So I took to the internet. What I was really looking for were stories of other people who gave birth and what they went through emotionally, mentally, and physically leading up to and during their first sexual experiences post-baby. What I found was article after article telling me that what I needed to do was communicate my needs, lube up, relax and go for it. I understand that it’s a process, but I was not okay with some of the advice that was being given, specifically one article that gave the advice of “go home and throw the guy a bone” that the writer had given to her friend after she admitted that it had been at least 6 months since she and her husband had sex. I was horrified reading that. Of course women in heterosexual relationships think that we need to “throw men a bone” because that is a product of the patriarchal society we exist in: the needs of the man surpass the comforts of the woman. There is a huge divide in the type of information available to men and women about sex after having a baby. 

When I searched for information from the “man’s” perspective on sex after having a baby, I read a lot of stories saying that they were starting to feel unloved or hated, impatient or eager, and even stories that claimed that not having sex was just as hard or harder for the man than it was for the woman. I honestly couldn’t believe my eyes. There were men that said they were patient and seemed more concerned about the comforts of their partner than needing sex, but there weren’t many. 

The information available to those in lesbian relationships is much less, and for those who identify as trans or gender non-conforming the information is non-existent. 


I felt like I was having sex for the first time again.


Conversations about sex in the mainstream are becoming more predominant, but we still have a long way to go until normalization. My first experiences with sex after having my baby were hard. There was a lot of physical discomfort but the hardest part for me was overcoming mental hurdles. All I kept thinking about those first few times was how I pushed out a nine pound child and now I have the source of my child back in my body. It was so foreign. I felt like I was having sex for the first time again. I never pushed myself to keep going, any time I felt like it was too much we stopped, and my partner never once made me feel badly about it. Of course we missed having sex with each other, but it was the closeness and intimacy that we missed most. Before we had Max, that’s how we chose to express our intimacy. It was easy then, we didn’t have to think about it.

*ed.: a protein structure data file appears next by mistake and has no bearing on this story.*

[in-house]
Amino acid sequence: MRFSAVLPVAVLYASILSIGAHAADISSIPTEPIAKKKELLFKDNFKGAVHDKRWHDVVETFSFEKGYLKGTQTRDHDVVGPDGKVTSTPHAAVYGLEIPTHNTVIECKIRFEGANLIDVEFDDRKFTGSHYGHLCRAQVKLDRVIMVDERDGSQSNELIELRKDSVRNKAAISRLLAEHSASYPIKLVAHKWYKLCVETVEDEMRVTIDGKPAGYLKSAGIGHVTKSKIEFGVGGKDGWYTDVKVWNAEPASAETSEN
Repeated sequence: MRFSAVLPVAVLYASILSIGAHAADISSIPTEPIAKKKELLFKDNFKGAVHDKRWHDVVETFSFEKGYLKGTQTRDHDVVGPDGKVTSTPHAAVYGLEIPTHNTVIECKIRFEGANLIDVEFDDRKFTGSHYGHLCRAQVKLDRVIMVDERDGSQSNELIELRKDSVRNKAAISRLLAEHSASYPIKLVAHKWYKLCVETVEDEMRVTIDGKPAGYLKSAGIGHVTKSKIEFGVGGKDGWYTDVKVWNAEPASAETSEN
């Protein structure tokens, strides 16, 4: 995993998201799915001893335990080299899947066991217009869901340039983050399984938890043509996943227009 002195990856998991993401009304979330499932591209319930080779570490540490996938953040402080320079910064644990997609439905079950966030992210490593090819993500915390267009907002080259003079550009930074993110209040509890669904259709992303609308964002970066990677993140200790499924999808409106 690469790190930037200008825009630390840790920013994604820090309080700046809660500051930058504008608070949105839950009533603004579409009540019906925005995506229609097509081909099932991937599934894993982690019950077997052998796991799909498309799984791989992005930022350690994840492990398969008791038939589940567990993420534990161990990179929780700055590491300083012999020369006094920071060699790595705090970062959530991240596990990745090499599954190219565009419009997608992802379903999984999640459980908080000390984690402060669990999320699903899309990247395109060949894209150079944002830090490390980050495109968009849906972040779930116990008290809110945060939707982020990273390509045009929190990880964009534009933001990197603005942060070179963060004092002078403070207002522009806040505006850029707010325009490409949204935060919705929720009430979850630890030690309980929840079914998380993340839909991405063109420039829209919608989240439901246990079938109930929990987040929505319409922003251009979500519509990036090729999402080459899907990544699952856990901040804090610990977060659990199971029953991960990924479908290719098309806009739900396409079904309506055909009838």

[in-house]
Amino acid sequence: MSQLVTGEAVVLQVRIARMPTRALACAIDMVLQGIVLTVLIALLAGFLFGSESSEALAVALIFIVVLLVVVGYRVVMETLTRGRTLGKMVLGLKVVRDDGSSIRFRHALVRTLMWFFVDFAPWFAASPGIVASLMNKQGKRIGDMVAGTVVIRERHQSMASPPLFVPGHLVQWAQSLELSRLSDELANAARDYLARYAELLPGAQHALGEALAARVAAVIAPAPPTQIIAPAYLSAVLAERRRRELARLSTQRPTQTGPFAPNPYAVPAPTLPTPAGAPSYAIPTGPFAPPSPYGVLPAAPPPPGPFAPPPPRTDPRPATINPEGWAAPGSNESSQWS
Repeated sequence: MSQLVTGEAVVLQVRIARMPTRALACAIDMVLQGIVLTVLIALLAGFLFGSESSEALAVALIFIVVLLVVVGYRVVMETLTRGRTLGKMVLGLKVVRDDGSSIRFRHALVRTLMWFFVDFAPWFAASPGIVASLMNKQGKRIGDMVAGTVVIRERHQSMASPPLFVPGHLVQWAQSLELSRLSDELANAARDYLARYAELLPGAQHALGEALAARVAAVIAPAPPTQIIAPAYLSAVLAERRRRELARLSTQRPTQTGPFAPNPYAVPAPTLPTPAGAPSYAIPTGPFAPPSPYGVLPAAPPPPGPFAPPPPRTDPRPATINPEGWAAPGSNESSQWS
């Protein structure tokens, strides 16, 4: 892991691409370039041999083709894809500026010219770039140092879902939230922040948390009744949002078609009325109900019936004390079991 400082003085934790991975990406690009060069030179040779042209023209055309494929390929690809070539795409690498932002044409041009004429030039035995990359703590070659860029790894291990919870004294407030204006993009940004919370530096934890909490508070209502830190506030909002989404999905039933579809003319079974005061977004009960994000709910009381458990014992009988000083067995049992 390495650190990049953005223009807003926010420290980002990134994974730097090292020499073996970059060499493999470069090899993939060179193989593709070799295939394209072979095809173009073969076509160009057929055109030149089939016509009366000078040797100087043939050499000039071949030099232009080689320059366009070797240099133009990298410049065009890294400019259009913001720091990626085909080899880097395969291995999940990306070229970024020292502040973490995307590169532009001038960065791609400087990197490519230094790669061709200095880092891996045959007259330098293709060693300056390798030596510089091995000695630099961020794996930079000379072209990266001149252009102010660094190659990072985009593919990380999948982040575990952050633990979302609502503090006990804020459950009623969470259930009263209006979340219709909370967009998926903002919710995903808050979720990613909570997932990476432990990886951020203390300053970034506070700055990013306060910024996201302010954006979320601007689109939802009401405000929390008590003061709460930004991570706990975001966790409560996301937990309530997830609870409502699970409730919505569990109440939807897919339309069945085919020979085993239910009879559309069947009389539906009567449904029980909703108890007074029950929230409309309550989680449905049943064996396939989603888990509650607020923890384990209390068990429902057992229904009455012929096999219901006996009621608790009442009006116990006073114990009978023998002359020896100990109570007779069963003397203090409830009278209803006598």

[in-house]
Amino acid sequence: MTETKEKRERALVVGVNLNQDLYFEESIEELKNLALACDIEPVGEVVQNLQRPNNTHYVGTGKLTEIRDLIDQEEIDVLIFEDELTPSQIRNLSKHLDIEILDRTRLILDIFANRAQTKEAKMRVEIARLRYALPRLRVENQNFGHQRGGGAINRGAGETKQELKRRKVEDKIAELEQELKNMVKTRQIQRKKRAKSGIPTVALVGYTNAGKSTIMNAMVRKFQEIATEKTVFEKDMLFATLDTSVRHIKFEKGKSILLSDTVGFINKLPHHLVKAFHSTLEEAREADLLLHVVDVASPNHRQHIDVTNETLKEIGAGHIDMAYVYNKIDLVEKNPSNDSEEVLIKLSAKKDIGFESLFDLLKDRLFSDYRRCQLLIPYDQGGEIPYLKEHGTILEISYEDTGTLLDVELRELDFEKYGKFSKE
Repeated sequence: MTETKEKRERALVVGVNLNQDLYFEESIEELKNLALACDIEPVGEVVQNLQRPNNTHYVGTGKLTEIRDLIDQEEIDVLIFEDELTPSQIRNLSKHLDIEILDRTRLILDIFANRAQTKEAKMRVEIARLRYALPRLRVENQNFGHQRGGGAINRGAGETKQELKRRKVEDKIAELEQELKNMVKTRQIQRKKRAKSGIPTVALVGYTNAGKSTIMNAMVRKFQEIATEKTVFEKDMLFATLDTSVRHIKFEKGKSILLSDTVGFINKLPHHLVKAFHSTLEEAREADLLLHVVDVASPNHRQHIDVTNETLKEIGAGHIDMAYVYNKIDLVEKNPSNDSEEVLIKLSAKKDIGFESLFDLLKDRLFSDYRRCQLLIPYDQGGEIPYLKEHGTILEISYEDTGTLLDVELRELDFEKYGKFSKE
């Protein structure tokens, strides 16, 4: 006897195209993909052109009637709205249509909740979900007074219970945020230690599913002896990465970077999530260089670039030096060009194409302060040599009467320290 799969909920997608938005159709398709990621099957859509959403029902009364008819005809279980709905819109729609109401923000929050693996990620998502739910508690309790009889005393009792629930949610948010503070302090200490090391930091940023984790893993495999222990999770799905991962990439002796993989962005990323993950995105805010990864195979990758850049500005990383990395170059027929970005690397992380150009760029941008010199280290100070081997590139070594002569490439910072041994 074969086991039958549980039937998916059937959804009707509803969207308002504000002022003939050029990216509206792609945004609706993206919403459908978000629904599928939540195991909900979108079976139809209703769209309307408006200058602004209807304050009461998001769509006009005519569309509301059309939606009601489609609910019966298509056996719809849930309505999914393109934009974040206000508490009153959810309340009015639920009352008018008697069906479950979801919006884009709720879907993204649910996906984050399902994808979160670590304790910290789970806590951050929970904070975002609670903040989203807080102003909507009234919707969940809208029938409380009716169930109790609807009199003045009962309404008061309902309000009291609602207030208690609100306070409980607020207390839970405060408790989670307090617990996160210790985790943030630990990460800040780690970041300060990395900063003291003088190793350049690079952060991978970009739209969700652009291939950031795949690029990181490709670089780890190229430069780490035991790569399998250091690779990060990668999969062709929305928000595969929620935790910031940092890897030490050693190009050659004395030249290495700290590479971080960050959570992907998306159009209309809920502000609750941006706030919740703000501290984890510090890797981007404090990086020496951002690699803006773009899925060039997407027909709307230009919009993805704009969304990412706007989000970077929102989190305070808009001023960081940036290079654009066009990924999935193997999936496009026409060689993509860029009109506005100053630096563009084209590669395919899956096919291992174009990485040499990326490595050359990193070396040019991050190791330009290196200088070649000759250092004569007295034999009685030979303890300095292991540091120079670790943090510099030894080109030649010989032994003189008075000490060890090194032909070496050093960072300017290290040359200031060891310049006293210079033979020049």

We did find other ways of staying intimate, but we still worked towards becoming comfortable and learning about each other sexually again. We communicated a lot about what my new needs were, and honestly most of the time I didn’t know what they were. We paced ourselves and eventually we found a new rhythm. Some people take much longer to get to the point where they feel comfortable having sex again, some people jump right back into it, some people are in between. Having sex with another person means that it’s also the shared responsibility of your sexual partner to be conscience, caring, and respectful of your needs. I don’t want to give any advice because I feel like you can google “sex after baby” and it’s there. What I do want to do is encourage you to follow your instincts because they are real and true. I want to create a space for you to start conversations around sex and parenthood. I hope that you can find comfort and community in this space and know that you are absolutely not alone.